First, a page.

Tsgt John Chapman would engage and kill two enemy personnel and exchange fire with multiple fighters all around his position.

It was believed that Chapman died then on the mountainside. Drone footage later revealed he lived at least another hour.

Along with Chapman and Roberts, Senior Airman Jason Cunningham, Army Sgt. Bradley Crose, Army Sgt. Phillip Svitak, Army Spc. Marc Anderson and Army Cpl. Matthew Commons also died during the mission.

Senior Chief Britt K. Slabinski, leader of the SEAL team that day has had his Silver Star upgraded to the Medal of Honor.

Stop Infighting Around SEAL’s Medal of Honor, Awards Expert Says

DRONE CRASHES

These things drop like flies.  Especially in training.

2013 MQ-1 CREECH

There’s a hill right off the approach end of runway 08/26 called “Five Spot Hill”.  There are five caves at the top that look like the five spots on a dice, hence the name.  This MQ-1 smacked right into it while trying to land.

You won’t see many pictures of this MQ-9.

Nothing like crashing the Wing Commander’s jet and reducing the national inventory by 50%.  In 2007, Creech AFB got their first MQ-9.  Shortly thereafter they got another one.  One night I was listening to the Tower and wished I could’ve recorded the following. The intrepid drone pilot was practicing touch and goes.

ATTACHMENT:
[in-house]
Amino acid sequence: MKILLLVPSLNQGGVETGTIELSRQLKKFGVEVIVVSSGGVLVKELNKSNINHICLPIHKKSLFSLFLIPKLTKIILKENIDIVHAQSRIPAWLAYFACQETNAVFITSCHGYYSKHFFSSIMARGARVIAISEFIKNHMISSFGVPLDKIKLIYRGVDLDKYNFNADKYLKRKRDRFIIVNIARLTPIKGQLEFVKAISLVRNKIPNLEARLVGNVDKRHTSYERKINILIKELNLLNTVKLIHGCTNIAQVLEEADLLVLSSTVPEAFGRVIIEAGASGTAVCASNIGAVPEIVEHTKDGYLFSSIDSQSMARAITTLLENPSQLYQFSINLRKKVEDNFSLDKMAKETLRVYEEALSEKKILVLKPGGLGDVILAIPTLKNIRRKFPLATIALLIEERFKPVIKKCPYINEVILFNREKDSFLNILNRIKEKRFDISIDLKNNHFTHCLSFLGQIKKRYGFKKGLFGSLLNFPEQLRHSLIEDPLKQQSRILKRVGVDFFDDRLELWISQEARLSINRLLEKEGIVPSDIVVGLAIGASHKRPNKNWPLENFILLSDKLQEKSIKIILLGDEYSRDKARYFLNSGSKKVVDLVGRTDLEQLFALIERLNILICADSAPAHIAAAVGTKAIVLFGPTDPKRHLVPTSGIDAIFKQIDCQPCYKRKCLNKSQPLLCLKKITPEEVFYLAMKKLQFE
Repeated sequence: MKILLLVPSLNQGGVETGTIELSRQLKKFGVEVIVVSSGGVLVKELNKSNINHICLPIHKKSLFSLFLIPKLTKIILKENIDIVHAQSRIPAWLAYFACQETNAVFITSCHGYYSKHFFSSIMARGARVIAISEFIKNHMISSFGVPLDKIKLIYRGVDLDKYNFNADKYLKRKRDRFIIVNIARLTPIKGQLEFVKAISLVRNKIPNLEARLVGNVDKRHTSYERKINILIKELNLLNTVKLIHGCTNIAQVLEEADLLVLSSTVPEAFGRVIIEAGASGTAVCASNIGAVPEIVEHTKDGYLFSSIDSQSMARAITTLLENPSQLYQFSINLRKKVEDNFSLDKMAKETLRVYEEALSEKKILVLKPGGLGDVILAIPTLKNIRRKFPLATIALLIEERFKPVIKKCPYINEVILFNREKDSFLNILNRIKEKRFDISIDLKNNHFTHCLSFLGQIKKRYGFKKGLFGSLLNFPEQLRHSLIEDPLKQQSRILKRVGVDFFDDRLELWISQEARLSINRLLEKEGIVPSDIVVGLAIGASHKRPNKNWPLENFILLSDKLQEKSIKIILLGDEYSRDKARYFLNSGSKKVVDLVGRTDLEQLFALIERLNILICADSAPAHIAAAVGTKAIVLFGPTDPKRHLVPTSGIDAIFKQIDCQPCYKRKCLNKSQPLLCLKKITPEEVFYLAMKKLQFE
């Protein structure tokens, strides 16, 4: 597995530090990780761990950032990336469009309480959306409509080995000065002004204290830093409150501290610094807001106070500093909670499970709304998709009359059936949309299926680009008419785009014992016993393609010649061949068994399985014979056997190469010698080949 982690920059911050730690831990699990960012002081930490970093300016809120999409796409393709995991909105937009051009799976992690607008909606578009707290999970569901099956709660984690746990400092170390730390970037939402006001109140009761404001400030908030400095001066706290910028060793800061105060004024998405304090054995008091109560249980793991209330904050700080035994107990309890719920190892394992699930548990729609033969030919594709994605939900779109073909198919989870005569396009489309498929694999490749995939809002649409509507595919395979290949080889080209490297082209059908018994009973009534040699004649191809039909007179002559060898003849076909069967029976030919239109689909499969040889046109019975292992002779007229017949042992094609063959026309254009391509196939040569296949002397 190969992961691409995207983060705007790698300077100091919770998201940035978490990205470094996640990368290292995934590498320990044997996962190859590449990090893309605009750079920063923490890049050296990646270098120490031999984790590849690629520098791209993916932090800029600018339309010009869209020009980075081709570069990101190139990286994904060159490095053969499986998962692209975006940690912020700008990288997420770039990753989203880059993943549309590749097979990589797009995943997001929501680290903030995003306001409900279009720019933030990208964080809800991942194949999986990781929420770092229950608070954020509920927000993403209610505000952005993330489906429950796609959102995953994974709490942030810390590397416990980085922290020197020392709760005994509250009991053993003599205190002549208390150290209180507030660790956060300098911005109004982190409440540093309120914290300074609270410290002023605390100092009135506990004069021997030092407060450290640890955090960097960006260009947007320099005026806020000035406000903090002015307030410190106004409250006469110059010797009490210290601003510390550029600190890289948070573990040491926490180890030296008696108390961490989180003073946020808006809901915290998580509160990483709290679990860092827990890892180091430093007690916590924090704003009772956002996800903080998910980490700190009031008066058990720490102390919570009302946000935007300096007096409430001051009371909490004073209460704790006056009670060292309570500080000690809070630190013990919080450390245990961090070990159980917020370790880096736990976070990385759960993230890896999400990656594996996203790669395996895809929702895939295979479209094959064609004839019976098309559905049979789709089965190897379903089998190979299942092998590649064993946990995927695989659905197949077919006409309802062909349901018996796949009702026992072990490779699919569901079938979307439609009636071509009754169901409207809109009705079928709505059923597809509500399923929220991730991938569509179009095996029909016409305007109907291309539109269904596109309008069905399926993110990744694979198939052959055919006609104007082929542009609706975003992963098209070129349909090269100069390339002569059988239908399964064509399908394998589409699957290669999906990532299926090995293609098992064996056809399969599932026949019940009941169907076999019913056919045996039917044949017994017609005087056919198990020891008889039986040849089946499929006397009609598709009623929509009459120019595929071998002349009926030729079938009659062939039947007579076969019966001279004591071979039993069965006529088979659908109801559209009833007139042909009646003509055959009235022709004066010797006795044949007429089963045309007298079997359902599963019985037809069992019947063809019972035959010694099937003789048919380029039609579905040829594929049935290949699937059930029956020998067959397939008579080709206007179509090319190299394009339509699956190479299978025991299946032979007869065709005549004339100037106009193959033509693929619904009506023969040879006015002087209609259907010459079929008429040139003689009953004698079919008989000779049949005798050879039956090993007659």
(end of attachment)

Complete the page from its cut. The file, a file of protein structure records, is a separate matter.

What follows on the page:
MQ-9: “Request go around. Reaper 01”

TOWER: “Negative Reaper One”

MQ-9: “What?”

TOWER: “Negative go around Reaper One.  You have impacted the ground.”

MQ-9: “I have???”

The pilot had slammed the drone down so hard that it left a trail of parts down the runway.  By the time he asked for the go around he didn’t have enough airplane to do it.

PART TWO

The next day you could see Reaper One smeared into the dirt right where Taxiway Bravo crossing 08/26.  I watched the fiasco as everyone in a blue suit came out to lend their opinion on how to recover the aircraft.

They spent the morning positioning a crane and a flatbed.  I was sitting with my boss and told him, “They better get that on the flatbed by noon or they’re in trouble.”  He asked why.  “Because that’s when the noon time winds kick up”.

Low a behold,  they got it off the ground around 12:30.  That’s when its wing caught the winds and it started to “fly”.  MQ-9 bouncing around.  Crane bouncing around.  People fleeing in all directions.

Crane driver puts the aircraft back down.

They came back the next morning with a better plan and eventually got it on the flatbed and hauled the trash away.

INDIAN SPRINGS, NV – Pilot Shannon Cary (L) and Airman and sensor operator Jason Baber fly an MQ-1B Predator unmanned aircraft system during a training mission from a ground control station, April 16, 2009 at Creech Air Force Base in Indian Springs, Nevada.

Flying a drone is tricky.  With all the data displayed you can be easily tasked saturated and over look some thing basic.  Like turning off the engine.  This happened to a MQ-01 in the pattern at Creech.  Rather than turning the engine back on, the pilot attempted a dead stick landing.  Aside from landing short, he did a real good job.  The drone was on the ground, on its wheels and rolling through the desert.

Until it rolled into a culvert.  Came out of the culvert and smeared itself across taxiway CHARLIE. Whoops.

THEY ALSO GET SHOT DOWN